Queen guitarist Brian May has spoken candidly about the sexuality of frontman Freddie Mercury and revealed that prior to losing his life to HIV, the virus ravaged his foot.

Opening up about life with the flamboyant singer in the 70s and 80s, May paid tribute to the daring nature of his bandmate, who pushed boundaries at a time when mainstream society viewed sexuality and gender constructs in linear terms.

Speaking to The Sunday Times, the 69-year-old detailed Mercury's early bisexual nature: "In the beginning, the band lived on a shoestring. We couldn't afford individual hotel rooms, so I would share a room with Freddie.

"There isn't a lot I don't know about Freddie and what he got up to in those days — which was not men, I have to tell you."

"It was fairly obvious when the visitors to Freddie's dressing room started to change from hot chicks to hot men. It didn't matter to us, why should it?," said May.

Despite the shift, Mercury still maintained girlfriend Mary Austin was the "love of his life" and the pair remained friends throughout his subsequent gay relationships — even ultimately including her in his will.

Recalling the nonchalant manner in which Mercury addressed the change, May explained: "Freddie had this habit of saying, 'Well, I suppose you realise this, that or the other,' in this very offhand way, and he did say at some point, 'I suppose you realise I've changed in my private life?"

HIV battle

The star took the same realist approach when he tragically contracted HIV in 1987.

Discussing the impact of the virus on the iconic singer's life, May recounted the moment he realised the severity of the battle Mercury faced toward the end of his life.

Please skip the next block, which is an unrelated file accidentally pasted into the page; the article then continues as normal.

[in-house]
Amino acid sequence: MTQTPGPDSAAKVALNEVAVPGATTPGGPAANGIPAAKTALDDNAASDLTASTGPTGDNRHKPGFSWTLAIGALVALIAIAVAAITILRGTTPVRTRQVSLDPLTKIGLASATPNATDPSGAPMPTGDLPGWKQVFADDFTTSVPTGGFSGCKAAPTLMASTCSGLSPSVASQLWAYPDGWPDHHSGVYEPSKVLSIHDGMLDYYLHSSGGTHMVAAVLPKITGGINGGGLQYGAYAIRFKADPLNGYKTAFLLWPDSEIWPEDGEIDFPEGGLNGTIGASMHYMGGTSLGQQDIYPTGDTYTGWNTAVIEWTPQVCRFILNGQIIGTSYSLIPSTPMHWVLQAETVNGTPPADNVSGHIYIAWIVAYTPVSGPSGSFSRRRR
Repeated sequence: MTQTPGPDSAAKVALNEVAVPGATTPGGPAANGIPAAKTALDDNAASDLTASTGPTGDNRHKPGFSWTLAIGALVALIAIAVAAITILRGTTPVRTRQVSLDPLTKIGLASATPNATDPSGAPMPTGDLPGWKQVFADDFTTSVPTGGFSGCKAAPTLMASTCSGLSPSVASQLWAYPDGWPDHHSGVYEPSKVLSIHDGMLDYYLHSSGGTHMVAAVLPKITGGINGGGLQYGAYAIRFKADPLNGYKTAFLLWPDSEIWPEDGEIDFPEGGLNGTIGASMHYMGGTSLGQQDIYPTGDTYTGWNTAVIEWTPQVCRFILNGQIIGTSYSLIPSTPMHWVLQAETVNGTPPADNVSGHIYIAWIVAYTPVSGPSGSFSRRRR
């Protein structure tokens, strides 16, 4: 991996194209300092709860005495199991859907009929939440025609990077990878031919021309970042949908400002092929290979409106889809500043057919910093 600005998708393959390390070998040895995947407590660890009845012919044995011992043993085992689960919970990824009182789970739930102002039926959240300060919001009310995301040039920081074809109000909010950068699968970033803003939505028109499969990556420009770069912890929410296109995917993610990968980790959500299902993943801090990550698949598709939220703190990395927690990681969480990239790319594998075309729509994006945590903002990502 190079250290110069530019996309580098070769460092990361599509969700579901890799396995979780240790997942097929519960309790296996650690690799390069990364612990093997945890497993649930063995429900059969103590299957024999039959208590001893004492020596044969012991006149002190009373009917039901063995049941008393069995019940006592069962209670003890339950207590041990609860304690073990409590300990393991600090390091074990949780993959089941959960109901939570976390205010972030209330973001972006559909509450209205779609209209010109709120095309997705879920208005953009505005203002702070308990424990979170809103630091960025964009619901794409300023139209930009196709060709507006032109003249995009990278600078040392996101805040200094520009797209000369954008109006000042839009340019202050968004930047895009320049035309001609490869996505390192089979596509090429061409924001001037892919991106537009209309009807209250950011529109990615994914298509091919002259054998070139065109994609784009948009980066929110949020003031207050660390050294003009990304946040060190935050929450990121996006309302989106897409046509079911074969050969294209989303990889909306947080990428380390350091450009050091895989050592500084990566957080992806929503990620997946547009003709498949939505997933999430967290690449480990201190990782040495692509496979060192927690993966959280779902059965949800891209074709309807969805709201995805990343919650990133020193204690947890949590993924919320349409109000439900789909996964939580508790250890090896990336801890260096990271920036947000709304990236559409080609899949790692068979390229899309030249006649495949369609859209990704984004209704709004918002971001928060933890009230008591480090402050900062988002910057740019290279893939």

Freddie Mercury
Freddie Mercury, lead singer of Queen in concert, 1975Getty Images

"The problem was actually his foot - and, tragically there was very little left of it.

"Once, he showed it to us at dinner. And he said: 'Oh Brian, I'm sorry I've upset you by showing you that'. And I said, 'I'm not upset, Freddie, except to realise that you have to put up with so much terrible pain'."

Mercury succumbed to the acquired immunodeficiency syndrome in late 1991, aged 45 — shortly before the advent of medical breakthroughs that transformed treatment of the virus.

Within months of his passing, prescriptions for the drug azidothymidine (AZT) helped manage HIV for thousands of sufferers, allowing patients to live for years after their initial diagnosis.

Expressing regret, May added: "He missed it by just a few months," he said. "If it had been just a bit later he would still be with us, I'm sure. But you can't go there because therein lies madness".

Queen now perform with former US Pop Idol contestant Adam Lambert and are set to embark on a European tour this summer.